Regular Swimwatch readers will have realised by now that my support for swimming in New Zealand has changed. The new decentralised structure is making a difference. Those involved in running the business in Antares Place, in the Regions and in Clubs can get on and do what they should be doing without Bruce Cotterill or Jan Cameron interfering where they are not needed. Swimming New Zealand (SNZ) should take the opportunity of the AGM to pat itself on the back for a remarkable transition.

Of course, decentralisation means more work for everyone. But that effort now has a purpose. A purpose that will result in a better, happier, safer, bigger and more successful sport.

That does not mean there will not be problems to solve. The Annual General Meeting is an event where the membership can ask questions of Tongue and Johns. The purpose is not to tear down but to obtain information and ask about events that might need to be addressed. In other words – constructive questions. Here is the first question that came to my mind when I read the 2021 Annual Report.

This post will address only this first question. It is an important one and merits a post of its own. The next Swimwatch post, this weekend, will address the financial issues raised in the Report.  

Question One

The Board needs to be asked serious questions about the proposed new Motions 5 and 6. These have the effect of allowing SNZ to get itself involved in the management of swimming pools and learn to swim businesses throughout New Zealand. It would not be unreasonable to see this as another step outside the organisation’s core business.

This is what motions 5 and 6 say.

To promote the safety and cleanliness of swimming pools and waterways in which our Members swim.

To own and operate commercial ventures which further the Objects

Having failed to make the take over of elite training work, SNZ are now attempting to clear the way to extend their empire from the bottom up. Just like elite training, who manages swimming pools and runs learn to swim schools is none of SNZ’s business. But that appears to be what these two clauses are trying to achieve. SNZ just can’t help themselves. They must get themselves involved in businesses that are better run by private enterprise.

Businesses that currently run pools or swim schools should look on these proposed changes with horror and concern. Imagine what would happen to the Waterhole business if SNZ took over learn to swim at West Wave, the Trent Bray Swim School, Mairangi Bay and the Millennium Institute. Imagine the effect on private enterprise companies if SNZ took over the learn to swim and pool management in Wellington. If you are a learn to swim operator in Stratford, or Taihape or Dannevirke or Palmerston North or Nelson or Gore image the effect on your business when SNZ takes over the management of your local pool or the competitor you work alongside at present.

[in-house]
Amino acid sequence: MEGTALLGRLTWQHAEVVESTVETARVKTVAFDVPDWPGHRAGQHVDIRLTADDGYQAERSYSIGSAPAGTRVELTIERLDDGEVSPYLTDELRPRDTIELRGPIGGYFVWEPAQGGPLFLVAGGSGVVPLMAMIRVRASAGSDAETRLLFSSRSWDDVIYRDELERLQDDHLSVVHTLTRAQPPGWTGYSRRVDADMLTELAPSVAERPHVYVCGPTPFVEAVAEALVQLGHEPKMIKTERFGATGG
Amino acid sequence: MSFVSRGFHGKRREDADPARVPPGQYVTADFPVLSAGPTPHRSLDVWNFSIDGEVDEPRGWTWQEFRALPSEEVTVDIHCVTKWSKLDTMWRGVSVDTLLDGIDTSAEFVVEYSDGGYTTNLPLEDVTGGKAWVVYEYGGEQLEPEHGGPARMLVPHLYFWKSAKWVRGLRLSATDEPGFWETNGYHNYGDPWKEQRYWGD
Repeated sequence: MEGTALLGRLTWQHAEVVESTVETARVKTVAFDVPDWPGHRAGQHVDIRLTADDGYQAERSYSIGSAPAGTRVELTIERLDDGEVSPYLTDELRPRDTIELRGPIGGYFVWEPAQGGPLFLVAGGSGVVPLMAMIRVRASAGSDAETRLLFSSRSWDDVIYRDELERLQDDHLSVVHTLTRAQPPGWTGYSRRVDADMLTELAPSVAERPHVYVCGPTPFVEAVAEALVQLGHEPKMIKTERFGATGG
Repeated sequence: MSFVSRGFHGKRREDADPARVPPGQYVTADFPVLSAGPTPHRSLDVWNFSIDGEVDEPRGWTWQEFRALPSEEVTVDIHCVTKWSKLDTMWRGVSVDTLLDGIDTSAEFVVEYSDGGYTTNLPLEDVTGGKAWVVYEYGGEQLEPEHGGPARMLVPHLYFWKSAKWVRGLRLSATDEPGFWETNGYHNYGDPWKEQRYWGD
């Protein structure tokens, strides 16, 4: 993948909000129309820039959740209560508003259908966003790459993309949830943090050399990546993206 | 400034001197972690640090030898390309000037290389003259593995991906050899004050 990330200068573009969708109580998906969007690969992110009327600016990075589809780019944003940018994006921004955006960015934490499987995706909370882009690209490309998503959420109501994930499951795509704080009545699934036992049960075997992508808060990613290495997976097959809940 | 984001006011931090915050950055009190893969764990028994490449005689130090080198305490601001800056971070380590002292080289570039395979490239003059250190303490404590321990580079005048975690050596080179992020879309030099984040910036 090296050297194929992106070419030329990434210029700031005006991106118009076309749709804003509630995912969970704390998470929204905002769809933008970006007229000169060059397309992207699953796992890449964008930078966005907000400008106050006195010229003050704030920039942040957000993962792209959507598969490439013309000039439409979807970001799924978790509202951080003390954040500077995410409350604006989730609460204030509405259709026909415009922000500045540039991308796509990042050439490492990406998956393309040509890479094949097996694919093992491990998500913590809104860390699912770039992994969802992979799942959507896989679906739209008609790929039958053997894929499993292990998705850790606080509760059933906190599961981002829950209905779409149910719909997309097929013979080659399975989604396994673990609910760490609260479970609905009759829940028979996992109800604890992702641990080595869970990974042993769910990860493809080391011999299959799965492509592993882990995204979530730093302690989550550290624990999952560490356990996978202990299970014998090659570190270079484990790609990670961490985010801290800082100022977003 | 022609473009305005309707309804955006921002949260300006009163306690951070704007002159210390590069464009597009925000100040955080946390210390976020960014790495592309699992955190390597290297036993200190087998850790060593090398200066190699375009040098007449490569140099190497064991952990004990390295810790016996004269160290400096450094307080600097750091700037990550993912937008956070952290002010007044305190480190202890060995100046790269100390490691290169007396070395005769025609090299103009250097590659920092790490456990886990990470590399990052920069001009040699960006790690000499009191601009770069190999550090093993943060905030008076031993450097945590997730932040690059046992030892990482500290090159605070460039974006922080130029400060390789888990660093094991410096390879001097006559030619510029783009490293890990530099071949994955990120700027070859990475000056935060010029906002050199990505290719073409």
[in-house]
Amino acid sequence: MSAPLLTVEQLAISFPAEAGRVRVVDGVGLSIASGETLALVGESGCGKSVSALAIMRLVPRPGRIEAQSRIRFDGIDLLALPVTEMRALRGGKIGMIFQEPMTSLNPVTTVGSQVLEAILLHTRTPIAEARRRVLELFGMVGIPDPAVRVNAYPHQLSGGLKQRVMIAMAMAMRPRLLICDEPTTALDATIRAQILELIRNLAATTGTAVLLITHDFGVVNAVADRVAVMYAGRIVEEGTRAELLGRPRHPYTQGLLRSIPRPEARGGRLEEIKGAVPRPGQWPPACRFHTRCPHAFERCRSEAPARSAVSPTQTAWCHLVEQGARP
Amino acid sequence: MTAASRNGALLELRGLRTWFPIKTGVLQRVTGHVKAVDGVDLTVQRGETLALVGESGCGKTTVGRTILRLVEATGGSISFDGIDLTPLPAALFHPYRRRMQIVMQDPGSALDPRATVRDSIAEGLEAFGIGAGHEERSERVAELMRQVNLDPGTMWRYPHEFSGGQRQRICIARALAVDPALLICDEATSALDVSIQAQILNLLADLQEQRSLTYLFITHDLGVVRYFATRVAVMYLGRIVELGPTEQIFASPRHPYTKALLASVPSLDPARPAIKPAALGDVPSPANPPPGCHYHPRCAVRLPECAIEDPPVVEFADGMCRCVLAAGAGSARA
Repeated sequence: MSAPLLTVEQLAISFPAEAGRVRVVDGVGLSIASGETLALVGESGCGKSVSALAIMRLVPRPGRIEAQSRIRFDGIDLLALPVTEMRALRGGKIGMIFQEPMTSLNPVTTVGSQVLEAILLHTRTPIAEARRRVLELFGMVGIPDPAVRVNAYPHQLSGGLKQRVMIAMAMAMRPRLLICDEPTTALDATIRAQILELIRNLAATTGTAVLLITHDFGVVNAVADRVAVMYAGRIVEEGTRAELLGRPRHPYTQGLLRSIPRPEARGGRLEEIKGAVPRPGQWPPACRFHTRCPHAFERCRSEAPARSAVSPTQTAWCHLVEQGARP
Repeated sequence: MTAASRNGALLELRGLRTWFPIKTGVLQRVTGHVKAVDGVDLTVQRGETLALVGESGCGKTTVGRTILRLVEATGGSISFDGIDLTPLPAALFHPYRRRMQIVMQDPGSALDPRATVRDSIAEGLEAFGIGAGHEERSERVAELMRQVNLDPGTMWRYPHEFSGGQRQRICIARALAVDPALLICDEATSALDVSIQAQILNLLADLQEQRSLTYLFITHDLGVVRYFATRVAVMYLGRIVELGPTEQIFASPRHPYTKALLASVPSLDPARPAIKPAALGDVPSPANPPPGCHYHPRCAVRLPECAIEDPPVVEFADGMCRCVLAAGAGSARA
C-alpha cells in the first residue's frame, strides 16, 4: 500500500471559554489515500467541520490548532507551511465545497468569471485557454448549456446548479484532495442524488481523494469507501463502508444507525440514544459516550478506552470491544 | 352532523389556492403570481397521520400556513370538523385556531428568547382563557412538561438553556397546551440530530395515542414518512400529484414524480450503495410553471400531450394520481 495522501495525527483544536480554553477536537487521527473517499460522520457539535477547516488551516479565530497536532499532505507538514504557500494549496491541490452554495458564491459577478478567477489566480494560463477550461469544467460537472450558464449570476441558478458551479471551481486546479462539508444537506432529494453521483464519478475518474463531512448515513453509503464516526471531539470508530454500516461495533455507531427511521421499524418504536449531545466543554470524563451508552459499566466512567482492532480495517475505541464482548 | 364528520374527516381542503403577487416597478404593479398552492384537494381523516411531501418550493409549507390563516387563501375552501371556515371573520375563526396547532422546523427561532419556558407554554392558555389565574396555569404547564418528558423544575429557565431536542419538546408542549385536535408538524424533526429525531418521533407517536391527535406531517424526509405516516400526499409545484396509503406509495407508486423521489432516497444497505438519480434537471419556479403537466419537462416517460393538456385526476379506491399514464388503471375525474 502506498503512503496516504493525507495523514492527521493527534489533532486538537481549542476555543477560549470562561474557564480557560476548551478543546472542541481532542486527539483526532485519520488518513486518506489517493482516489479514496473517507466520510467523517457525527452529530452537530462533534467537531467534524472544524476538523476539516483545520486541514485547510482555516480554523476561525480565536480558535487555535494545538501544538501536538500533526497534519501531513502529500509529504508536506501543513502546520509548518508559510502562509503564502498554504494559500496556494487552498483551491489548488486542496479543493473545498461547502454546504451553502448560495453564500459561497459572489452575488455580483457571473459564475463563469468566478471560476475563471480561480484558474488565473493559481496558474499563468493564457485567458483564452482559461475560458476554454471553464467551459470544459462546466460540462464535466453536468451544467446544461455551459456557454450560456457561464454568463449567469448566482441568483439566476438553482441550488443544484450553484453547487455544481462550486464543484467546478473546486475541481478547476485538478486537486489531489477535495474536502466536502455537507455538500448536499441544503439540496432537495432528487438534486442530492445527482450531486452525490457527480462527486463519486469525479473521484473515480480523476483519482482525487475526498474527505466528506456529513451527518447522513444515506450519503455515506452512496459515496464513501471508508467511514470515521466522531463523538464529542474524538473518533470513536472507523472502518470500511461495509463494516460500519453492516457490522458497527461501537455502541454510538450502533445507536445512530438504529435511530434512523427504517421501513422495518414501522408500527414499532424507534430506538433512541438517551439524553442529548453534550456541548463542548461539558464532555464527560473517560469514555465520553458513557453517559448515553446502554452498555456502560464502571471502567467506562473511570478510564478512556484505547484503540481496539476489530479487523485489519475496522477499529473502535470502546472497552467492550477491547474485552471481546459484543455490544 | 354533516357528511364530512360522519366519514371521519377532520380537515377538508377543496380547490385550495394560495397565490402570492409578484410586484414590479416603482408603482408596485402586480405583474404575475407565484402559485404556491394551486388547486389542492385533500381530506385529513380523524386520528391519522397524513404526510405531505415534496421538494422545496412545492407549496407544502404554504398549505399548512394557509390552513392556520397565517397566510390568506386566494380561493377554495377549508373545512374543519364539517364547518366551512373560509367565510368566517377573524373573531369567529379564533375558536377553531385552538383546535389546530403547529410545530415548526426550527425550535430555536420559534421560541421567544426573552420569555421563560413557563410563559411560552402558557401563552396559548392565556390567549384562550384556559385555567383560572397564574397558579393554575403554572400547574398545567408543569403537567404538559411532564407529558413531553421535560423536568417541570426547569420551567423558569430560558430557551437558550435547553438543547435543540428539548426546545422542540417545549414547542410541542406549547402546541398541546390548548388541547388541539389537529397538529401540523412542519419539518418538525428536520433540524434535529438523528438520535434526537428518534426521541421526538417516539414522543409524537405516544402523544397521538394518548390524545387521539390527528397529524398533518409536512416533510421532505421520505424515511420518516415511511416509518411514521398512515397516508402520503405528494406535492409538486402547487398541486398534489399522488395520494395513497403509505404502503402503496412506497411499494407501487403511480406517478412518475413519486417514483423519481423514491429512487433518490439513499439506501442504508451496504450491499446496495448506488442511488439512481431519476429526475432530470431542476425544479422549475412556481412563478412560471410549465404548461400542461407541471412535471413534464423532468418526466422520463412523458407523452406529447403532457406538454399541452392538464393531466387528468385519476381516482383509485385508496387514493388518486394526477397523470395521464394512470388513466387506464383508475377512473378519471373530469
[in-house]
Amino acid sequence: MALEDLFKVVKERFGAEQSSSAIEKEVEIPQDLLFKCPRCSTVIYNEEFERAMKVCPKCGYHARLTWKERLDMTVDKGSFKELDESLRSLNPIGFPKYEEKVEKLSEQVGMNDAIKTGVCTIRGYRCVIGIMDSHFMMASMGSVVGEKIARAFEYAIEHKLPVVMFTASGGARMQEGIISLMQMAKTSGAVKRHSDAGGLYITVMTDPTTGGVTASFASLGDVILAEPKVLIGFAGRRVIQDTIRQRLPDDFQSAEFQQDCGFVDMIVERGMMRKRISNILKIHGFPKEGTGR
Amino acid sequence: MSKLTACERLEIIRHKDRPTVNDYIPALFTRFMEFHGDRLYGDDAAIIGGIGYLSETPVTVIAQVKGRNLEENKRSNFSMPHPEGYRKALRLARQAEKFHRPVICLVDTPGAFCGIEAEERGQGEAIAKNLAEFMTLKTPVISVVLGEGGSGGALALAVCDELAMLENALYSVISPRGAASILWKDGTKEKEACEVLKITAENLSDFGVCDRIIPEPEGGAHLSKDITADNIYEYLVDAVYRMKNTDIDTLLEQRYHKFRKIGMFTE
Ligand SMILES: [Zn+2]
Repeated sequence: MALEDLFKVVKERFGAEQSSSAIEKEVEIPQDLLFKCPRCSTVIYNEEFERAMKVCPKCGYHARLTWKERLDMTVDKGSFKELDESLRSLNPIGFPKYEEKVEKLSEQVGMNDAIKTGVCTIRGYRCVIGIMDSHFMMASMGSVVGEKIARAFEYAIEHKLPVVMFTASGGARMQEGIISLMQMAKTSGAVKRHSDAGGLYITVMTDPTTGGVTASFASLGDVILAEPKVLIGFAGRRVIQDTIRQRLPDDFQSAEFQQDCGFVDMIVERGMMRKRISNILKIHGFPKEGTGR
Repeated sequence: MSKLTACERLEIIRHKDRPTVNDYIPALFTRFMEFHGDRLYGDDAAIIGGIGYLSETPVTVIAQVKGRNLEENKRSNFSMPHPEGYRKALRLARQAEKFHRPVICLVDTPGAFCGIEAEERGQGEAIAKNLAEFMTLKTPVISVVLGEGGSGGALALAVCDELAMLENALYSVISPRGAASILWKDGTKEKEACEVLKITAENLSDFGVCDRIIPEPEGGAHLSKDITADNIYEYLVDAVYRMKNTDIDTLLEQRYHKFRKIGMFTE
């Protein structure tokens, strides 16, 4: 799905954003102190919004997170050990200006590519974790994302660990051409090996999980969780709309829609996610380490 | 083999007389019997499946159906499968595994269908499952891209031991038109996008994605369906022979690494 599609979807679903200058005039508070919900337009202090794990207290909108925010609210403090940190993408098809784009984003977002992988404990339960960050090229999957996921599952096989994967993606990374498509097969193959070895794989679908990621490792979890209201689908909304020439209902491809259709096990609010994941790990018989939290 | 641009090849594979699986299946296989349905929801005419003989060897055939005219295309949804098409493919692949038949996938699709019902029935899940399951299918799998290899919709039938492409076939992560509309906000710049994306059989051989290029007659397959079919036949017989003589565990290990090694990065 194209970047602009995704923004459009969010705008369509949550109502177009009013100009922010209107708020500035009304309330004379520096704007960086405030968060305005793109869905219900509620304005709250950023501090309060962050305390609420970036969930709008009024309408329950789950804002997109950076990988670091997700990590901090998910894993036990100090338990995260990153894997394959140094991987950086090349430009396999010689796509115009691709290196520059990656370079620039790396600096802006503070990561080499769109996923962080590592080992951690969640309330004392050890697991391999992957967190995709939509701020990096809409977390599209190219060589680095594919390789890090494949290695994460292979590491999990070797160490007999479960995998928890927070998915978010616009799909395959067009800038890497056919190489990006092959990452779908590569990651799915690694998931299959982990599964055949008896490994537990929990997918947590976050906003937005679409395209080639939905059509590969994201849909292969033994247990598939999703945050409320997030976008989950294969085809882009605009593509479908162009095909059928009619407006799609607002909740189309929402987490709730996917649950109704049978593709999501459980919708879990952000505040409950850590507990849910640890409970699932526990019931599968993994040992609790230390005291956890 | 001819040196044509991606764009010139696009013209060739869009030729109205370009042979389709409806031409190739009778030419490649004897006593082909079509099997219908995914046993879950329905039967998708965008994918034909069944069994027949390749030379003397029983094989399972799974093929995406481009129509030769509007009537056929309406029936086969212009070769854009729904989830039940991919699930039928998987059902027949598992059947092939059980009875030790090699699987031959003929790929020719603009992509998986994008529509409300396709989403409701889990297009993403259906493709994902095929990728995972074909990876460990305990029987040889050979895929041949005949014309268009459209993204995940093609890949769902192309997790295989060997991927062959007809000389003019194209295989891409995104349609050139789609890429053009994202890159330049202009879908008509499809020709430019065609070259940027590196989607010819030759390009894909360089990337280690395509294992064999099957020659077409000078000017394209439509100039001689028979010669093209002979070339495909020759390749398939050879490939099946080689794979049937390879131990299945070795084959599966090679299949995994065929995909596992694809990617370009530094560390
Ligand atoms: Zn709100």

Because that is what the effect of these two motions will be. There are occasions when SNZ needs saving from itself, and this is one of them. Just like what happened when SNZ tried its hand at elite coaching, the invasion into pool management and learn to swim management will fail and will damage those two activities in the process. Worse than that it will damage SNZ’s core business for another 25 years.

For the good of swimming in New Zealand and for the good of SNZ these two motions need to be soundly defeated. I am no great religious scholar but there is a verse that describes the danger of these two motions. It says, “Then said Jesus, Father, forgive them; for they know not what they do. And they parted his raiment and cast lots”.

The SNZ membership should not allow the private enterprise assets of swimming in New Zealand to be subject to the socialist empire building that has spoilt SNZ once before.

Incidentally I am uncomfortable with the knowledge that Davin Bray is Head of SNZ’s Education and Water Safety and for many years (11) was Managing Director of the Trent Bray Swim School. For 2.5 years he was also General Manager of contracted swimming facilities for the Auckland Council. Is this whole thing just an effort to flog-off a swim-school and make some money for the Bray family on the way through? Is it a way of getting more money out of pool and learn to swim businesses in order for them to obtain a registration or operate according to SNZ imposed rules? The membership needs to be told if Davin Bray has been involved in any meetings or correspondence or telephone calls that discussed, recommended, or voted on the introduction of these two AGM motions. If he has and there is a proposal for SNZ to buy into the Bray family business, then that would be most serious.   

Finally, it beats me how the same three guys who did away with SNZ’s failed invasion of elite training (Tongue, Johns and Francis) can turn around and propose the same invasion of pool management and learn to swim. One of them needs to explain the logic of that to the membership. And Davin Bray needs to declare a conflict of interest with the whole thing. I’m surprised and disappointed he hasn’t already.  

We will consider the financial matters that arise in the Annual Report next week.

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